Bitcoin is a an open-source, peer-to-peer digital cash system launched in 2009.
The Bitcoin “currency” has no physical manifestation – there are no banknotes, metal coins, or promissory notes signed with a flourish.
You “mine” Bitcoins synthetically by solving a cryptographic problem.
You then imbue these these cryptographic tokens with value and exchange them, and their assumed value, using a mostly-anonymous cryptographic protocol.
By design, the reward you get whenever you “mine” a new coin halves every few years, as an anti-inflationary measure built into the Bitcoin system.
This also has the effect of limiting the total number of Bitcoins that can ever be created. By the early 2030s, we’ll already be close to the asymptotic maximum of about 21 million Bitcoins.
Forget regulations, forget Central Banks, and forget Her Majesty’s Treasuries. Given enough computing power and electricity, you can make Bitcoins at home. But while that’s good news for the Bitcoin-mining community, it’s not much use to anyone else.
That’s where Bitcoin exchanges come in – websites which buy and sell the cryptographic data representing Bitcoins in exchange for regular currencies.
(Actually, there are also exchanges which trade between virtual currencies, such as swapping Bitcoins for Linden Dollars, the “currency” used in the game Second Life. Anyone remember that?)
Sadly, Bitfloor, the fourth-largest Bitcoin-to-US$ exchange, recently imploded following a security breach.
The losses are modest by the standards of the big banks – some 24,000 Bitcoins, which currently go for about $10 each.
But that’s cold comfort for Bitfloor founder Roman Shtylman, who admits he makes only about $2000 per month from the fees he collects, based on a 0.3% charge on handling about $700,000 per month in trades.
The cause of the breach was a temporary security lapse made by Shtylman during a system upgrade:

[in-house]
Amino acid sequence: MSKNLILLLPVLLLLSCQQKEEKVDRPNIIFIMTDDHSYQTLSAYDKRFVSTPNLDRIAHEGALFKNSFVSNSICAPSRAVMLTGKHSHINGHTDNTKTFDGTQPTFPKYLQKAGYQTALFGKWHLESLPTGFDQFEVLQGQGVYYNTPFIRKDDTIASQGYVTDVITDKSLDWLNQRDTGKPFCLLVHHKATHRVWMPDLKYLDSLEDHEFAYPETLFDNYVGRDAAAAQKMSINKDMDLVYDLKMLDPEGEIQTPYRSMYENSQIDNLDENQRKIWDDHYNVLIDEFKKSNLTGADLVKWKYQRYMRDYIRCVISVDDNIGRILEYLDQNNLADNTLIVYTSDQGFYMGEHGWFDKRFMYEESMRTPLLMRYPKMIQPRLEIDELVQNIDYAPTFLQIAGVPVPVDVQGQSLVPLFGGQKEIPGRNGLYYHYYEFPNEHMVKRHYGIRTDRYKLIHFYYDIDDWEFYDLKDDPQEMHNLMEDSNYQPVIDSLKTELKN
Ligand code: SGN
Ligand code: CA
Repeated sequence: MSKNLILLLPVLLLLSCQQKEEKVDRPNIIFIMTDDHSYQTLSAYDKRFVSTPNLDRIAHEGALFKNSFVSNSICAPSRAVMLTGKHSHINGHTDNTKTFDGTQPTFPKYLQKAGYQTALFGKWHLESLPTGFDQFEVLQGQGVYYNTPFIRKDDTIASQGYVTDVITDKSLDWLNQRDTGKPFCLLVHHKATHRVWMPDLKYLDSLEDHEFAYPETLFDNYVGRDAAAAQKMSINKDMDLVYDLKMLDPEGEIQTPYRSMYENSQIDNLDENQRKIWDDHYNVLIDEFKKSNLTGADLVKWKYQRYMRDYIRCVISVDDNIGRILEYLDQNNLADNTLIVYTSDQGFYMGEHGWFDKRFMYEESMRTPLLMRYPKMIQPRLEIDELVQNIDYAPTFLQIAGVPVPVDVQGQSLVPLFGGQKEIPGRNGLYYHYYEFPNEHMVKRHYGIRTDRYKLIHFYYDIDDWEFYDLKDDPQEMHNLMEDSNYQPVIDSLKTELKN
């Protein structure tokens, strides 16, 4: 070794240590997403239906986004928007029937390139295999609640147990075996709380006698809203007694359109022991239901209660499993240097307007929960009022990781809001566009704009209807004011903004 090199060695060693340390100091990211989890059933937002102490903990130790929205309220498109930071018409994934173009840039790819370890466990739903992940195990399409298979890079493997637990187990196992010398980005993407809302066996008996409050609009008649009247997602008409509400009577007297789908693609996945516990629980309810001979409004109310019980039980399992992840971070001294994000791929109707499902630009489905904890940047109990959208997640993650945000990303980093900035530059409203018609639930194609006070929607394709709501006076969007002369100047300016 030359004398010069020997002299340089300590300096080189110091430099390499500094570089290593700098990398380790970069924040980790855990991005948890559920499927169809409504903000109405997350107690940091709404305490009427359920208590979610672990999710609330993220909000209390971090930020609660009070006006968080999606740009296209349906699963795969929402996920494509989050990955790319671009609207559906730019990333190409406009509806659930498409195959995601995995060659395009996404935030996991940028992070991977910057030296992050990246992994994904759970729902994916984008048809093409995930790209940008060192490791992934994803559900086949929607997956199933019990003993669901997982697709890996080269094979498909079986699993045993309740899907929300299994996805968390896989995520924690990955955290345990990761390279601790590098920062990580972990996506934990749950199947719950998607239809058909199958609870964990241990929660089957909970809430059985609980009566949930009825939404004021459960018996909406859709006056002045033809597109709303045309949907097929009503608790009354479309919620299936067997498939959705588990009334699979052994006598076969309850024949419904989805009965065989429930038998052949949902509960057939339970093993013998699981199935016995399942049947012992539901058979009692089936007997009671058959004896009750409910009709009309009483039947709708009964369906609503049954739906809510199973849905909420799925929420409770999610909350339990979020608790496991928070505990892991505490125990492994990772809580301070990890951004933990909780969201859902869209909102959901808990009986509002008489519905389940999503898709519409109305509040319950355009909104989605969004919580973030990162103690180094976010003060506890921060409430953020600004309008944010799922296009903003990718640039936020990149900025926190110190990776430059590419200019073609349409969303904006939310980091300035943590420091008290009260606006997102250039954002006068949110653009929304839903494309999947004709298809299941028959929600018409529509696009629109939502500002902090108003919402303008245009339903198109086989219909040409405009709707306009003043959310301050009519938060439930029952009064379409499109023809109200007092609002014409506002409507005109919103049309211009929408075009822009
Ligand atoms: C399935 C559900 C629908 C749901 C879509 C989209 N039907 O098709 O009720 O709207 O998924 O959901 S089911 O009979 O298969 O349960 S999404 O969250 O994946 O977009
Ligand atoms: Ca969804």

Last night, a few of our servers were compromised. As a result, the attacker gained accesses to an unencrypted backup of the wallet keys (the actual keys live in an encrypted area). Using these keys they were able to transfer the coins.
A commentator retorted:
Unencrypted backup ?!??!?
And Shtylman admitted:
Yes. It was made when I manually did an upgrade and was put in the unencrypted area on disk.
It’s easy to be dismissively critical of Shtylman. If you want to, you can dismiss him as a youngster who wanted to be a retail banker in his spare time, knitted together a website to do so, accepted fairly substantial sums of money from other people and didn’t look after it properly. Now he has to face the consequences.
You could write him off simply because be embraced the controversial ideal of unregulated “currency”, and leave him to pay the price for trying to buck the system.
But what happened to Shtylman is a salutary reminder to us all. Security is a full-time job. Even small lapses can be costly.
What Shtylman did is akin to propping the server room door open “because it’ll only be for a moment whilst I nip to my desk for those spare cables,” or leaving a document containing customer details on your desk “because no-one’s likely to look at it.”
Most of us have committed this sort of security sin at some time, a point for which I have three simple words: “Don’t do that.”
Oh. And this: “Anything worth encrypting is worth encrypting always.”